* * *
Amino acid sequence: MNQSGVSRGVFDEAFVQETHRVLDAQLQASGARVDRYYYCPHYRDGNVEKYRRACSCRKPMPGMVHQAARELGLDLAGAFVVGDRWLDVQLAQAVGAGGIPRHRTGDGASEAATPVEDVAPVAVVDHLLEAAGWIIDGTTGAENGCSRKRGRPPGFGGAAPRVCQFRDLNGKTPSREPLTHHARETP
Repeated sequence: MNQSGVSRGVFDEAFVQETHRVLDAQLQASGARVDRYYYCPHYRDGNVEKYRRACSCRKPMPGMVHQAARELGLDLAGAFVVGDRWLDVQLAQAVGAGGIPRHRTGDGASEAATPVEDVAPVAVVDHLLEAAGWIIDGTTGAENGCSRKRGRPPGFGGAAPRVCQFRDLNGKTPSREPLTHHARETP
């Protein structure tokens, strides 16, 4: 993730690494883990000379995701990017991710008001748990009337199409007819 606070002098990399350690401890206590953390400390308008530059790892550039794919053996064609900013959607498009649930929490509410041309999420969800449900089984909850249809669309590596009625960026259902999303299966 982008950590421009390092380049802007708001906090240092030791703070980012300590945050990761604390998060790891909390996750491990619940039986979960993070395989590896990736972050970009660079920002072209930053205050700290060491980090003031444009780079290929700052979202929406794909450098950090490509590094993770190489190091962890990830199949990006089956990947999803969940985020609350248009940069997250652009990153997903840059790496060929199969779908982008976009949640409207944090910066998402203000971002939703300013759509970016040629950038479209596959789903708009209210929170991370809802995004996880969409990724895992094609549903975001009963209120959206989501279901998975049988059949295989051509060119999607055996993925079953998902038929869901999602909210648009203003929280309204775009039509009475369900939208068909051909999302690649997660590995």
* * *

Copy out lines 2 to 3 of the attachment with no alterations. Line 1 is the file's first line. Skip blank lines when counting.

Repeated sequence: MNQSGVSRGVFDEAFVQETHRVLDAQLQASGARVDRYYYCPHYRDGNVEKYRRACSCRKPMPGMVHQAARELGLDLAGAFVVGDRWLDVQLAQAVGAGGIPRHRTGDGASEAATPVEDVAPVAVVDHLLEAAGWIIDGTTGAENGCSRKRGRPPGFGGAAPRVCQFRDLNGKTPSREPLTHHARETP
């Protein structure tokens, strides 16, 4: 993730690494883990000379995701990017991710008001748990009337199409007819 606070002098990399350690401890206590953390400390308008530059790892550039794919053996064609900013959607498009649930929490509410041309999420969800449900089984909850249809669309590596009625960026259902999303299966 982008950590421009390092380049802007708001906090240092030791703070980012300590945050990761604390998060790891909390996750491990619940039986979960993070395989590896990736972050970009660079920002072209930053205050700290060491980090003031444009780079290929700052979202929406794909450098950090490509590094993770190489190091962890990830199949990006089956990947999803969940985020609350248009940069997250652009990153997903840059790496060929199969779908982008976009949640409207944090910066998402203000971002939703300013759509970016040629950038479209596959789903708009209210929170991370809802995004996880969409990724895992094609549903975001009963209120959206989501279901998975049988059949295989051509060119999607055996993925079953998902038929869901999602909210648009203003929280309204775009039509009475369900939208068909051909999302690649997660590995």